Dear Alumni and Friends:

Whenever I meet alumni, I try to ask about the faculty members who had the greatest impact on their lives, and time and again, people want to talk about Faust Rossi. Faust, who passed away in March, was a giant in legal education, famous for the sharpness of his intellect and the depth of his commitment to Cornell Law students (see article).

In an era when other schools relied almost exclusively on the Socratic method, Faust and the equally legendary Irving Younger quietly transformed the pedagogy of law. They humanized the teaching of trial advocacy, pioneering new, more compassionate ways to bring the courtroom into the classroom and establishing Cornell as a model for law schools around the world.

All these years later, that tradition is alive and well in Theodore Grossman, Thomas Heiden, George Higgins, Keir Weyble, and Michelle Whelan, teachers and practitioners who are using their real-world expertise in litigation to educate the current generation of Cornellians. With a solid foundation in the work of Rossi and Younger, the trial advocacy program remains one of our greatest strengths, teaching time-tested techniques that translate theoretical knowledge into compelling legal arguments.

Along with preparing students for successful careers in practice, and in the day-to-day craft of lawyering, these courses prepare them for success at trial, which requires a different skillset, one that’s part art and part science. As you’ll see in the cover story, Cornell Law excels at both, offering a broad-based trial advocacy program that balances hands-on, actionable skills—taking depositions, creating narratives, direct- and cross-examining witnesses, delivering opening and closing statements—with empirical research into judges, juries, and the psychology of judicial decisionmaking, all taught by indisputable leaders in their fields.

That kind of mastery, that passion for innovation, transforms every student who attends the program, and whether or not they choose a career in the courtroom, Trial Advocacy teaches them to communicate succinctly, listen deeply, structure arguments as stories, and think well on their feet. Reaching beyond the pages of a casebook, it trains them to put knowledge into action, take risks in their role as actors, and make the most persuasive, effective case on behalf of their client.

The trial advocacy program is just one of the ways we’ve supercharged our curriculum—not because hands-on learning is new and fashionable, and not because other schools are trying it, but because experience and innovation have always been the heart of our Cornell Law tradition. You’ll see that in the faculty essay by Valerie Hans and Jeff Rachlinski, who write about the ways psychology data can inform lawyers’ best practices at trial, and in the recollections of Stewart Schwab, who writes about hosting a pair of campus visits by his mentor, Supreme Court Justice Sandra Day O’Connor.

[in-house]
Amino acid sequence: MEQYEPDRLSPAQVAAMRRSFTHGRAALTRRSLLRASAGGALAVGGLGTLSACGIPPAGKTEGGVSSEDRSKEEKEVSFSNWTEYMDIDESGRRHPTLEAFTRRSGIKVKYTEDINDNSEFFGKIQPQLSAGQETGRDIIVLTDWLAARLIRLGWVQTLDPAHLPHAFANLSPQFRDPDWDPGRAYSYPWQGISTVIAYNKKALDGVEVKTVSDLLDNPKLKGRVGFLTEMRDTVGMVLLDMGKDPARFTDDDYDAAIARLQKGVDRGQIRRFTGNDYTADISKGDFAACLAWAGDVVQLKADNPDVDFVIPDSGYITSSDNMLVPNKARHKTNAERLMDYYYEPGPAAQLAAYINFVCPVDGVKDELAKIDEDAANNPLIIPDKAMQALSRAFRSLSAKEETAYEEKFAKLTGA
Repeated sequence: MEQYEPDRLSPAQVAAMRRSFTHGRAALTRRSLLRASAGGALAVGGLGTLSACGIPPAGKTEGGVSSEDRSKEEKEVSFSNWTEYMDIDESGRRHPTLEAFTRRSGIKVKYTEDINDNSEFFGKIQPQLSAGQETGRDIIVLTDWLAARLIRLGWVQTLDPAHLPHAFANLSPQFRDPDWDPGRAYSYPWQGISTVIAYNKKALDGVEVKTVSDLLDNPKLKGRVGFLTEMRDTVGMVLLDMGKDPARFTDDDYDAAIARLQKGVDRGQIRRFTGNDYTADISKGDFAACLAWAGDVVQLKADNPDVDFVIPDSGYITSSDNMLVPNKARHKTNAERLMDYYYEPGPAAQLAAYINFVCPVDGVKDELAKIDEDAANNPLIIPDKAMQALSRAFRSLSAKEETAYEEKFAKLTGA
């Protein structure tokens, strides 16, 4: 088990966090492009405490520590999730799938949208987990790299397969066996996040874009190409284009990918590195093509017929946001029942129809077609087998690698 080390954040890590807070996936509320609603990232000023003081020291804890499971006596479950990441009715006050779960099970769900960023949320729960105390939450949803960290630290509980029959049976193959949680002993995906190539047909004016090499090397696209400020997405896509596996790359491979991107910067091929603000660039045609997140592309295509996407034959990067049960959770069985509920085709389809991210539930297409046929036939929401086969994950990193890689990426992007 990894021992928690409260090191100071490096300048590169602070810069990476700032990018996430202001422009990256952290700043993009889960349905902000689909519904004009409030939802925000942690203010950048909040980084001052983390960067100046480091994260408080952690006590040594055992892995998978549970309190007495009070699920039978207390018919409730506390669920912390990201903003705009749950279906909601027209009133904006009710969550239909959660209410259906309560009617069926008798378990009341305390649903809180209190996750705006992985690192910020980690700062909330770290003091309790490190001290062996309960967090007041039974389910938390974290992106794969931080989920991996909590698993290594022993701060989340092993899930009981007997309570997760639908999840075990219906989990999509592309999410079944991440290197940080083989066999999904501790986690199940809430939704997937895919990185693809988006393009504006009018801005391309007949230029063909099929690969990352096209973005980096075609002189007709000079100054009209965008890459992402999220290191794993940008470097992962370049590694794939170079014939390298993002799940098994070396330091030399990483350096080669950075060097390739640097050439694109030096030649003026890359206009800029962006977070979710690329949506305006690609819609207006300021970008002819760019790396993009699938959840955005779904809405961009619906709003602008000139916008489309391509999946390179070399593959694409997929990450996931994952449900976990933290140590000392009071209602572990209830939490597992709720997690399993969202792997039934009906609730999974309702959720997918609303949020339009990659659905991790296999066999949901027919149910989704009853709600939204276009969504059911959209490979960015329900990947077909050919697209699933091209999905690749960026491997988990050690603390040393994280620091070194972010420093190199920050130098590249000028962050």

You’ll see that same commitment to tradition and innovation bearing witness in an article about Menachem Rosensaft’s new course on antisemitism, the Law School’s response to a growing crisis, and in a celebration of the tenth anniversary of the Cornell Pro Bono Scholars (see article), the first program of its kind in the nation, which has become an enormously meaningful part of a Cornell Law education. You’ll see it in a memorial tribute to Rossi and in the return to campus of Greg Barnhart, who studied with both Rossi and Younger before launching an extraordinarily successful career as a plaintiff’s attorney (see article).

There’s a story about Irving Younger, who had terrible stage fright, getting ready to give a speech in front of a full house. Clearly, public speaking didn’t come naturally to him, but as he rose from his seat and strode to the front of the room, he willed himself into becoming the person we think of as Irving Younger, a brilliant speaker with complete command of his material and of the audience.

In that moment, Younger transformed into the person he needed to be, just as he’d taught his students to do in court, and just as we still do. It’s a lesson that continues to resonate, and as we approach another Commencement, I look forward to celebrating the transformational power of a Cornell Law education.

In community,

Jens David Ohlin
Allan R. Tessler Dean and Professor of Law